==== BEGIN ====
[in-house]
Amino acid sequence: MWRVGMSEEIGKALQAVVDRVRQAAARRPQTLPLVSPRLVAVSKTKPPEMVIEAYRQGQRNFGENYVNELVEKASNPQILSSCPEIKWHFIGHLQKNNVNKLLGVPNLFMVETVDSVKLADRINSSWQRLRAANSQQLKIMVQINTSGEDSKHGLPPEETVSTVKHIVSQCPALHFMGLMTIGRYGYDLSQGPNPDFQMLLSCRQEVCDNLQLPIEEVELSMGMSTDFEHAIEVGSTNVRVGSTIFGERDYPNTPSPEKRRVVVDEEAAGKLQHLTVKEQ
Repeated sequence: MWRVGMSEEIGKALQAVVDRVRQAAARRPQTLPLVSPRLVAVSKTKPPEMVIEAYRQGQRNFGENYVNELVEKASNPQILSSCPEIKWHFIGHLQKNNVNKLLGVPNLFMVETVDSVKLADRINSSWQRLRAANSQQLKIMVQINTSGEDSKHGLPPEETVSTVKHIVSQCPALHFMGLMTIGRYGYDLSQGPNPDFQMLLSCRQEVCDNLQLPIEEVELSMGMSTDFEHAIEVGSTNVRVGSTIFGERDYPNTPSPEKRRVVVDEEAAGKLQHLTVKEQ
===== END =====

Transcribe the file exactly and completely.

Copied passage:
[in-house]
Amino acid sequence: MWRVGMSEEIGKALQAVVDRVRQAAARRPQTLPLVSPRLVAVSKTKPPEMVIEAYRQGQRNFGENYVNELVEKASNPQILSSCPEIKWHFIGHLQKNNVNKLLGVPNLFMVETVDSVKLADRINSSWQRLRAANSQQLKIMVQINTSGEDSKHGLPPEETVSTVKHIVSQCPALHFMGLMTIGRYGYDLSQGPNPDFQMLLSCRQEVCDNLQLPIEEVELSMGMSTDFEHAIEVGSTNVRVGSTIFGERDYPNTPSPEKRRVVVDEEAAGKLQHLTVKEQ
Repeated sequence: MWRVGMSEEIGKALQAVVDRVRQAAARRPQTLPLVSPRLVAVSKTKPPEMVIEAYRQGQRNFGENYVNELVEKASNPQILSSCPEIKWHFIGHLQKNNVNKLLGVPNLFMVETVDSVKLADRINSSWQRLRAANSQQLKIMVQINTSGEDSKHGLPPEETVSTVKHIVSQCPALHFMGLMTIGRYGYDLSQGPNPDFQMLLSCRQEVCDNLQLPIEEVELSMGMSTDFEHAIEVGSTNVRVGSTIFGERDYPNTPSPEKRRVVVDEEAAGKLQHLTVKEQ